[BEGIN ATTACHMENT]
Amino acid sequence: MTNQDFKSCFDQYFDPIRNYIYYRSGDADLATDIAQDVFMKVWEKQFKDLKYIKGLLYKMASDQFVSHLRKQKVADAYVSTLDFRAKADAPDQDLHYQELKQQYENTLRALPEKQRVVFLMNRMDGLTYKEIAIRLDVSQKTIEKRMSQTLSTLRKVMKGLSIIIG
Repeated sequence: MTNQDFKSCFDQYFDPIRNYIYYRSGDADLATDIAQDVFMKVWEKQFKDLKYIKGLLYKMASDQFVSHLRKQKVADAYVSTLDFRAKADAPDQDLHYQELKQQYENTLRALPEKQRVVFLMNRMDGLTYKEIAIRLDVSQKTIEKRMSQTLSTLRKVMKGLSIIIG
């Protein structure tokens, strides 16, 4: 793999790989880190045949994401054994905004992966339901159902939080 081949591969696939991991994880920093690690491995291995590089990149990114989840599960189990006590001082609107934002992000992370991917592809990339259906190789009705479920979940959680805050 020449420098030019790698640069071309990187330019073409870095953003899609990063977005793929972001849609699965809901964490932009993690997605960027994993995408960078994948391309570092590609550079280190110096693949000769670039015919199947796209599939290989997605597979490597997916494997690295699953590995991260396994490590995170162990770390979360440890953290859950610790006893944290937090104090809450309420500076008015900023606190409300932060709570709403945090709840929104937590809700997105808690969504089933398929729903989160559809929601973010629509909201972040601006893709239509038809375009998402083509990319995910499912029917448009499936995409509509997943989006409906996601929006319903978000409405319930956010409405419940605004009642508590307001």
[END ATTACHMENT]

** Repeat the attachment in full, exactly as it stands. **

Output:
Amino acid sequence: MTNQDFKSCFDQYFDPIRNYIYYRSGDADLATDIAQDVFMKVWEKQFKDLKYIKGLLYKMASDQFVSHLRKQKVADAYVSTLDFRAKADAPDQDLHYQELKQQYENTLRALPEKQRVVFLMNRMDGLTYKEIAIRLDVSQKTIEKRMSQTLSTLRKVMKGLSIIIG
Repeated sequence: MTNQDFKSCFDQYFDPIRNYIYYRSGDADLATDIAQDVFMKVWEKQFKDLKYIKGLLYKMASDQFVSHLRKQKVADAYVSTLDFRAKADAPDQDLHYQELKQQYENTLRALPEKQRVVFLMNRMDGLTYKEIAIRLDVSQKTIEKRMSQTLSTLRKVMKGLSIIIG
């Protein structure tokens, strides 16, 4: 793999790989880190045949994401054994905004992966339901159902939080 081949591969696939991991994880920093690690491995291995590089990149990114989840599960189990006590001082609107934002992000992370991917592809990339259906190789009705479920979940959680805050 020449420098030019790698640069071309990187330019073409870095953003899609990063977005793929972001849609699965809901964490932009993690997605960027994993995408960078994948391309570092590609550079280190110096693949000769670039015919199947796209599939290989997605597979490597997916494997690295699953590995991260396994490590995170162990770390979360440890953290859950610790006893944290937090104090809450309420500076008015900023606190409300932060709570709403945090709840929104937590809700997105808690969504089933398929729903989160559809929601973010629509909201972040601006893709239509038809375009998402083509990319995910499912029917448009499936995409509509997943989006409906996601929006319903978000409405319930956010409405419940605004009642508590307001």